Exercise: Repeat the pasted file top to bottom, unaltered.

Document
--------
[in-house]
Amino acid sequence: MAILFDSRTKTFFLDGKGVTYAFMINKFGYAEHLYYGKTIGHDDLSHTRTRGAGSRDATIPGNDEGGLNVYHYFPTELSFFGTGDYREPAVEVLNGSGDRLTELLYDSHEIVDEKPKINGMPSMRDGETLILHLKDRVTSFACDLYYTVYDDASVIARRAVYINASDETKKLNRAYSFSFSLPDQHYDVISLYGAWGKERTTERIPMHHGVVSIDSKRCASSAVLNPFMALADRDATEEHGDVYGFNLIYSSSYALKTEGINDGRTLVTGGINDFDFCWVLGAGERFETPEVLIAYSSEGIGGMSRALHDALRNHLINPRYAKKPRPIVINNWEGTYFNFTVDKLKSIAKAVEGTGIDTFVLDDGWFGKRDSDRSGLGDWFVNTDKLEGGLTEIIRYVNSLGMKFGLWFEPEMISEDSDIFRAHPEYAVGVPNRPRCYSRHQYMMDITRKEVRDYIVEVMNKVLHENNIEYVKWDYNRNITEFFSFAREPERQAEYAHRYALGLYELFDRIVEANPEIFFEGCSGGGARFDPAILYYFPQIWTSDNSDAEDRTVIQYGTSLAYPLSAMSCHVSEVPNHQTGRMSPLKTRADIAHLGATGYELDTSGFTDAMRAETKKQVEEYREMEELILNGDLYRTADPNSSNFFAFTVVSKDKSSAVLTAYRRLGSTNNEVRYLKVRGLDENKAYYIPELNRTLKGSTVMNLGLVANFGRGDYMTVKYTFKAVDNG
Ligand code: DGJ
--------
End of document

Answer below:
[in-house]
Amino acid sequence: MAILFDSRTKTFFLDGKGVTYAFMINKFGYAEHLYYGKTIGHDDLSHTRTRGAGSRDATIPGNDEGGLNVYHYFPTELSFFGTGDYREPAVEVLNGSGDRLTELLYDSHEIVDEKPKINGMPSMRDGETLILHLKDRVTSFACDLYYTVYDDASVIARRAVYINASDETKKLNRAYSFSFSLPDQHYDVISLYGAWGKERTTERIPMHHGVVSIDSKRCASSAVLNPFMALADRDATEEHGDVYGFNLIYSSSYALKTEGINDGRTLVTGGINDFDFCWVLGAGERFETPEVLIAYSSEGIGGMSRALHDALRNHLINPRYAKKPRPIVINNWEGTYFNFTVDKLKSIAKAVEGTGIDTFVLDDGWFGKRDSDRSGLGDWFVNTDKLEGGLTEIIRYVNSLGMKFGLWFEPEMISEDSDIFRAHPEYAVGVPNRPRCYSRHQYMMDITRKEVRDYIVEVMNKVLHENNIEYVKWDYNRNITEFFSFAREPERQAEYAHRYALGLYELFDRIVEANPEIFFEGCSGGGARFDPAILYYFPQIWTSDNSDAEDRTVIQYGTSLAYPLSAMSCHVSEVPNHQTGRMSPLKTRADIAHLGATGYELDTSGFTDAMRAETKKQVEEYREMEELILNGDLYRTADPNSSNFFAFTVVSKDKSSAVLTAYRRLGSTNNEVRYLKVRGLDENKAYYIPELNRTLKGSTVMNLGLVANFGRGDYMTVKYTFKAVDNG
Ligand code: DGJ